leasehold charges – what’s fair and reasonable?
How do you know if the fees you’re being charged by your managing agent or landlord are fair? Can you ever be sure you’re not overpaying on your service charge? And what about sinking or reserve funds? Why might you need to chip in extra every year for maintenance that hasn’t taken place yet?
In this article we’ll demystify leasehold charges so you can get a better handle on what’s fair for your block… and if it’s not, what you can do about it.
what am I actually paying for and why?
The terms of your lease should specify how your service charge is calculated, when it’s payable and what it can (or cannot) be used for. Typically, service charges are variable so they can change from year to year in line with the actual amount of money (or estimated amount) being spent on maintaining the property.
Generally speaking, service charges cover things like:
- Contract costs for the people who supply a regular service to your block (i.e. cleaners, gardeners, concierge)
- Day to day property maintenance and specialist services (e.g. electricians, locksmiths, building and repairs people)
- Electricity costs for lighting/heating of communal areas
- Buildings insurance
- Property management costs and associated admin expenses (i.e. payment of a third party management company)
If the terms of your lease provide for it, your service charge may also include a contribution towards a sinking or reserve fund to cover the more costly maintenance projects that your block will need over the course of it’s life.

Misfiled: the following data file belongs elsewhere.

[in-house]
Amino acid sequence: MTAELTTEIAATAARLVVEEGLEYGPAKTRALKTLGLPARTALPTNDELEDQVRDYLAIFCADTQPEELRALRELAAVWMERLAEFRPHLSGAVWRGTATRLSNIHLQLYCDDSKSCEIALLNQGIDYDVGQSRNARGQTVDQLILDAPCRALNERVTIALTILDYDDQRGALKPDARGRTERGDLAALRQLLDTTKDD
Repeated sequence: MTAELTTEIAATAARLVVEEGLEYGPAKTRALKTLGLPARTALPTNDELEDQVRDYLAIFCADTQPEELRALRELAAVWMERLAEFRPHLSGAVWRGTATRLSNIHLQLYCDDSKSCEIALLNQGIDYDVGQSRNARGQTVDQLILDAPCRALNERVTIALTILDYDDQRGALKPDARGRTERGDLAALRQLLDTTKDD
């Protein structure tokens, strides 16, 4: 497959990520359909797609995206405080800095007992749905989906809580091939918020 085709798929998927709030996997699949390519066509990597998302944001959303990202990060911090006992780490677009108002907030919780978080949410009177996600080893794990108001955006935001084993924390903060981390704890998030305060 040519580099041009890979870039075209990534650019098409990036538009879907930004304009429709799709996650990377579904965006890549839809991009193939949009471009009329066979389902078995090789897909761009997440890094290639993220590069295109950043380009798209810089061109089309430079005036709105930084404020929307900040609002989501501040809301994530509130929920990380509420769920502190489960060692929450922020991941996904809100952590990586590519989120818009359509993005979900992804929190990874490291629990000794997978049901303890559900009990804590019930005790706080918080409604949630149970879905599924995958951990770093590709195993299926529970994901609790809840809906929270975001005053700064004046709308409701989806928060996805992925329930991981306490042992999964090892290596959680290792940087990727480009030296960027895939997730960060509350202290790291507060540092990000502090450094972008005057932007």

These major works include things like replacing the roof or redecorating the entire block – those infrequent, but large-scale projects that can cost a pretty penny. By collecting and saving money towards these things on a regular basis your managing agent or freeholder can avoid having to sting you for a large and unexpected bill when the time comes to do the work.
how is the service charge calculated?
Your property manager or landlord should have a good eye on the money they’ve already committed to contractors for the coming year, as well as the cash they need to collect and set aside for those future maintenance projects.
This will give them a total estimated figure for the coming year, which typically gets divided equally between all of the apartments in your block, or proportionately according to the size of your flat.
If there was a shortfall between what was collected in the previous year and what was actually spent, or there is likely to be an increase in costs for the coming year for whatever reason, then you should be notified with the details so you can see what’s going on.
what if it’s a brand new development?
For new apartments, the landlord or managing agent may look at comparable properties in the local area to get an idea of the kind of charges being levied elsewhere. But, since every block is different and will need differing levels of maintenance over time this should only ever be done as a benchmarking exercise.
can I just compare apples with apples?
No. Even if they look similar from the outside, are about the same size or are both 10 years old, no two blocks are truly alike. So … if you get word that your friend in a similar apartment on the other side of town is paying more or less for their service charge than you, remember that the financial ‘needs’ of your block might be entirely different to theirs. There are so many variables it would be like comparing apples with bananas!
should I expect extras or one-off payments on top of my service charge?